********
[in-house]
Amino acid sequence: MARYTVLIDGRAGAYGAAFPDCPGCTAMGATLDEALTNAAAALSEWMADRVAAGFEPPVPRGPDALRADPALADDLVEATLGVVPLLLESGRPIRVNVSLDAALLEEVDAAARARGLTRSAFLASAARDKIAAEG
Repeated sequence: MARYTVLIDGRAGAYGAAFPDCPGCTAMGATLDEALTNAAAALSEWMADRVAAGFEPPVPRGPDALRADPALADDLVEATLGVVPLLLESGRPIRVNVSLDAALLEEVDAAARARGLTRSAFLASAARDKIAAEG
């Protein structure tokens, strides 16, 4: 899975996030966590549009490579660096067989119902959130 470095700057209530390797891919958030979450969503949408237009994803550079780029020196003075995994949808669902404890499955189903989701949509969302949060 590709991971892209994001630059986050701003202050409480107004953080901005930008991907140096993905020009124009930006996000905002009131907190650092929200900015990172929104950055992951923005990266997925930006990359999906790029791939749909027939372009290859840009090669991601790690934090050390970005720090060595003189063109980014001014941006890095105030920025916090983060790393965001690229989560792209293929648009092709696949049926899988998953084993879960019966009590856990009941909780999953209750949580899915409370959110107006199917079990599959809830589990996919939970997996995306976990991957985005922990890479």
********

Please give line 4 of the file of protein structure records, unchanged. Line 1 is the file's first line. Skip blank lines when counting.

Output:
């Protein structure tokens, strides 16, 4: 899975996030966590549009490579660096067989119902959130 470095700057209530390797891919958030979450969503949408237009994803550079780029020196003075995994949808669902404890499955189903989701949509969302949060 590709991971892209994001630059986050701003202050409480107004953080901005930008991907140096993905020009124009930006996000905002009131907190650092929200900015990172929104950055992951923005990266997925930006990359999906790029791939749909027939372009290859840009090669991601790690934090050390970005720090060595003189063109980014001014941006890095105030920025916090983060790393965001690229989560792209293929648009092709696949049926899988998953084993879960019966009590856990009941909780999953209750949580899915409370959110107006199917079990599959809830589990996919939970997996995306976990991957985005922990890479």